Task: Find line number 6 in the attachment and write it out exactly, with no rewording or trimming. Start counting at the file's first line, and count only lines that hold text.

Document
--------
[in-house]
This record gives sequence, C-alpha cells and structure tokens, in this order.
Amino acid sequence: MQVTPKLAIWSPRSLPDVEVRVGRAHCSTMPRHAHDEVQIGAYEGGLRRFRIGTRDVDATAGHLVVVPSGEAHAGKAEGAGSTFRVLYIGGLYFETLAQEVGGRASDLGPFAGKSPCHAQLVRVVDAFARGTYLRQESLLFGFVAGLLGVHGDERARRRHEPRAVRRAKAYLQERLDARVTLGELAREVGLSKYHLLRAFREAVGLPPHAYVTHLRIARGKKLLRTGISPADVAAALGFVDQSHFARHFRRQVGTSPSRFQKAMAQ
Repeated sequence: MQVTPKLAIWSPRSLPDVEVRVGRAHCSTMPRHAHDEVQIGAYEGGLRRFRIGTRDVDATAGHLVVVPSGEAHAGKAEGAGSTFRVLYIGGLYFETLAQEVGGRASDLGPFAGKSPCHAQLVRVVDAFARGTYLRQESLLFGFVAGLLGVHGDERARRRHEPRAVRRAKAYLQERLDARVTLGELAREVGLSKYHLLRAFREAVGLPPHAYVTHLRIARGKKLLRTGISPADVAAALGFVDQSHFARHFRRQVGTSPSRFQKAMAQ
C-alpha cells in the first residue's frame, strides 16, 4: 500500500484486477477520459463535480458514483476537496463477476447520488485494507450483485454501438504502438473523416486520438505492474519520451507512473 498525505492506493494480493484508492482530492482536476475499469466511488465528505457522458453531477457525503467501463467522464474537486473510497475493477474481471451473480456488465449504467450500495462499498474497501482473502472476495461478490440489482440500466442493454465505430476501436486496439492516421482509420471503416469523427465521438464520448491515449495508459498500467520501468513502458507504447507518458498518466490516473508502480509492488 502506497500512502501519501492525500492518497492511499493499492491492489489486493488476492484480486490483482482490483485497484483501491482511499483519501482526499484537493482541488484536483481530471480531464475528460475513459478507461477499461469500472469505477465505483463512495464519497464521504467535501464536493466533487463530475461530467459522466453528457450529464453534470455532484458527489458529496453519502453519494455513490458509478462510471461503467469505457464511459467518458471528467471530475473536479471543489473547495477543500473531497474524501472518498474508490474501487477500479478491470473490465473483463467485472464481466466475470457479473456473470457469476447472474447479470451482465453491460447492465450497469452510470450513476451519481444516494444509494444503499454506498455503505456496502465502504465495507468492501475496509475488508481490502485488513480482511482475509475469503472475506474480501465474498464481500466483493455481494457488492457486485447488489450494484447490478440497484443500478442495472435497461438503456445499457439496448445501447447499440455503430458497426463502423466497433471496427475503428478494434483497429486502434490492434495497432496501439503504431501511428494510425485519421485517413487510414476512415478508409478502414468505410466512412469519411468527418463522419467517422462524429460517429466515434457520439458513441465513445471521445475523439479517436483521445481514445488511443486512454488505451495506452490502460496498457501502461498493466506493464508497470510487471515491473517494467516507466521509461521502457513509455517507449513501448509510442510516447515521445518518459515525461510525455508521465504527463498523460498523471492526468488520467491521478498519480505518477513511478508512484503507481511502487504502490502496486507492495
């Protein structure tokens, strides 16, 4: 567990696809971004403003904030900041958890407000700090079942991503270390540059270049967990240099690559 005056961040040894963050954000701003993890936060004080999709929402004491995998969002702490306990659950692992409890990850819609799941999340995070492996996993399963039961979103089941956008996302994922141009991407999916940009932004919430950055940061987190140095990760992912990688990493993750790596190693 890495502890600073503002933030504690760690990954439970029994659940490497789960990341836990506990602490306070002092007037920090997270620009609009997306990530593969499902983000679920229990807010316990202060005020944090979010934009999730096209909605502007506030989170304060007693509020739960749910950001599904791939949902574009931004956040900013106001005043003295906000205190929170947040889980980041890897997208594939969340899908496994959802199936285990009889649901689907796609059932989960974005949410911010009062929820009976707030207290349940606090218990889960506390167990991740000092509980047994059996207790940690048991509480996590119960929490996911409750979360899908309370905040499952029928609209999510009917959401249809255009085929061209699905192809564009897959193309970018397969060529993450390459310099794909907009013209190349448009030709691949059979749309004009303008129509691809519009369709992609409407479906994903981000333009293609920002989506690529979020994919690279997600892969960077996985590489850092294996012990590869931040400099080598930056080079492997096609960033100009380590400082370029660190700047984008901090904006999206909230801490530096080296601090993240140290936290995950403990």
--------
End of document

């Protein structure tokens, strides 16, 4: 567990696809971004403003904030900041958890407000700090079942991503270390540059270049967990240099690559 005056961040040894963050954000701003993890936060004080999709929402004491995998969002702490306990659950692992409890990850819609799941999340995070492996996993399963039961979103089941956008996302994922141009991407999916940009932004919430950055940061987190140095990760992912990688990493993750790596190693 890495502890600073503002933030504690760690990954439970029994659940490497789960990341836990506990602490306070002092007037920090997270620009609009997306990530593969499902983000679920229990807010316990202060005020944090979010934009999730096209909605502007506030989170304060007693509020739960749910950001599904791939949902574009931004956040900013106001005043003295906000205190929170947040889980980041890897997208594939969340899908496994959802199936285990009889649901689907796609059932989960974005949410911010009062929820009976707030207290349940606090218990889960506390167990991740000092509980047994059996207790940690048991509480996590119960929490996911409750979360899908309370905040499952029928609209999510009917959401249809255009085929061209699905192809564009897959193309970018397969060529993450390459310099794909907009013209190349448009030709691949059979749309004009303008129509691809519009369709992609409407479906994903981000333009293609920002989506690529979020994919690279997600892969960077996985590489850092294996012990590869931040400099080598930056080079492997096609960033100009380590400082370029660190700047984008901090904006999206909230801490530096080296601090993240140290936290995950403990």